The Simple Promises of God
Whenever I’m leading the first few meetings of a small group or discussion group, I like to say, “You all can talk or I can talk. I prefer that you talk but I have no problem filling space with words, after all, I’m a pastor.” We all laugh and after a few people take me up on my challenge, the discussion typically is off and running with little input from this loquacious pastor.
But there is a dark side to my little comedy routine. More words don’t always equate to better communication. Often, more words simply cheapen the subject. Sure, if you’re dealing with a complex subject you are going to have to provide enough description to lay out the point. But in our most important moments, the fewer words often mark the more profound truths. It is the “I do” of a wedding vow. It is the quiet conversation between a married couple on a front porch, enjoying the communicative silence that 3 decades of anniversaries affords. It is the “I love you,” of a new mom cradling her infant for the first time. It is the “I’m so very proud of you,” of a dad to his child on graduation day. It is everyone sharing a little in a small group rather than the leader droning on.
That truth is instinctual to our human nature. We don’t have to learn it. It comes from our good God who is fond of bestowing communicable attributes to his people, ways that we reflect some of who he is as we are created in his image.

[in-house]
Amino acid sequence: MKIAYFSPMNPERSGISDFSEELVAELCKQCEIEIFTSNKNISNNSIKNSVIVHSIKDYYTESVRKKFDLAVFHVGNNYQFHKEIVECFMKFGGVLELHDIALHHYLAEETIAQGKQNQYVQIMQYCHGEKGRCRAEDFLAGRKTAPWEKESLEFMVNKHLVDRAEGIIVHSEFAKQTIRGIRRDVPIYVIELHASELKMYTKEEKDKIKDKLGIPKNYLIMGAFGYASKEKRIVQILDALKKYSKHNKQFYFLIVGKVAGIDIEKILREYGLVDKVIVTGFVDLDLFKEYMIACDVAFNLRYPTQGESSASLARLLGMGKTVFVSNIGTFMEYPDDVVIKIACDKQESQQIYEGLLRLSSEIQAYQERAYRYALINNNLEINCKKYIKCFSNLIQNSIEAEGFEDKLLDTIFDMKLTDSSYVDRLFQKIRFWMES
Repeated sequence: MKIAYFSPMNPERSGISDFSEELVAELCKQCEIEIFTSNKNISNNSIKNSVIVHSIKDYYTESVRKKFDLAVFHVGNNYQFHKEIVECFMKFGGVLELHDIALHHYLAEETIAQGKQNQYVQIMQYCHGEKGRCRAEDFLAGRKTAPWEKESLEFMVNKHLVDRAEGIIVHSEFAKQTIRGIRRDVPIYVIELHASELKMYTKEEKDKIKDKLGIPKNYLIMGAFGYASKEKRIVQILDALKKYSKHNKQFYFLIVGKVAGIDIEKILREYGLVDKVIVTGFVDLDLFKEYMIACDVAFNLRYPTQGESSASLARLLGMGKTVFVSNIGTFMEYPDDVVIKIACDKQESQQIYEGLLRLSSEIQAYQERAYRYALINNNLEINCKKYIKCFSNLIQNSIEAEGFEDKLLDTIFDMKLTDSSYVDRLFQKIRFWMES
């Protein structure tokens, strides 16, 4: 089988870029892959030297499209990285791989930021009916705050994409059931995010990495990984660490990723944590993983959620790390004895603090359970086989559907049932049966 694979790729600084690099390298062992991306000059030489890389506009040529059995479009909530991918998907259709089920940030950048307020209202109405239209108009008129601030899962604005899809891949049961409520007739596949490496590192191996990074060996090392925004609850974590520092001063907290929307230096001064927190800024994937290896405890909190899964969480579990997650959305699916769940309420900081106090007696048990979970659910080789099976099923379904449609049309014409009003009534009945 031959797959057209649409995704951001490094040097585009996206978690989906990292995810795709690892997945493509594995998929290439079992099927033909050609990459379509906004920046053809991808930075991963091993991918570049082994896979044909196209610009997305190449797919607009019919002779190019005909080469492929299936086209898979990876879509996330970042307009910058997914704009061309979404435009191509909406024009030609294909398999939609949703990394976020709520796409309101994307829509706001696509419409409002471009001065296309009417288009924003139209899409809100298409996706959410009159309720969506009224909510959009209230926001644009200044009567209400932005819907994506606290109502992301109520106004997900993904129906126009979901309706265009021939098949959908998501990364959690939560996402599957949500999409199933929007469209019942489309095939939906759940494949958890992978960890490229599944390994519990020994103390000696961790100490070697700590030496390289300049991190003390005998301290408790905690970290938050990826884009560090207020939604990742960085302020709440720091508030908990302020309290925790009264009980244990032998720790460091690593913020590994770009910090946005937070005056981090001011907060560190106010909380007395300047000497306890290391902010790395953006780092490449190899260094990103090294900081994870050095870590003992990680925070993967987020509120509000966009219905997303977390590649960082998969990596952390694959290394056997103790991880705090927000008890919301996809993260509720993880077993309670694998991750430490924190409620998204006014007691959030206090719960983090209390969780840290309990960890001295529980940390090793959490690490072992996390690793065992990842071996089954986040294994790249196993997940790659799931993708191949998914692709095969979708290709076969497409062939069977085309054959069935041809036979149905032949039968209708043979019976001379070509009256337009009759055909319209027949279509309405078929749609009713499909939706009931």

A Simple Offer
Psalm 16:11 is one such example of this. It is simple and yet deeply profound. It reads:
You make known to me the path of life; in your presence there is fullness of joy; at your right hand are pleasures forevermore.
Consider for a moment the triplet synonyms in this verse.
1) The Path of Life
2) Fullness of Joy
3) Pleasures forevermore
In this simple poetic verse, the psalmist lays out a triumvirate of happiness, a trinity of desires, all of them finding fulfillment in the Lord. How many words are spilled across the shelves in your local bookstore on these topics—life, joy, pleasure? How many men and women have lived and died while in between compiling ideologies for attaining just one of the noble ends presented in our psalm?
And here is our list, presented with simplicity, a mere three breaths of spoken verse. It drives deeper than a wedding vow, a romantic moment, or the glance of a new mom. It strikes to the core of our shared human emptiness, a gulf longing to be filled. Humanity’s deepest cravings quietly wait behind verse 11 of Psalm 16. Don’t mistake brevity for unimportance especially when it comes to the Word of God. There are few places in the Bible in which God makes a more bold promise than what is done here in beautiful brevity.
A Simple Dodge
Our own response to Psalm 16:11 should be just as simple as the verse itself. It should result in our saying to God, “Yes, please!”
And yet, how many of us can read through Psalm 16 and not pause at it’s culmination? The jump into Psalm 17 is so easy, just a line, a short space of type set. After all, big promises have to come with a ton of words, or so we think. But not always, as we’ve already seen. A simple scent of honeysuckle on the wind can communicate the fullness of a lush forest in a passing breeze. How many of God’s precious promises are hidden in plain sight and yet inaccessible to the harried and hurried?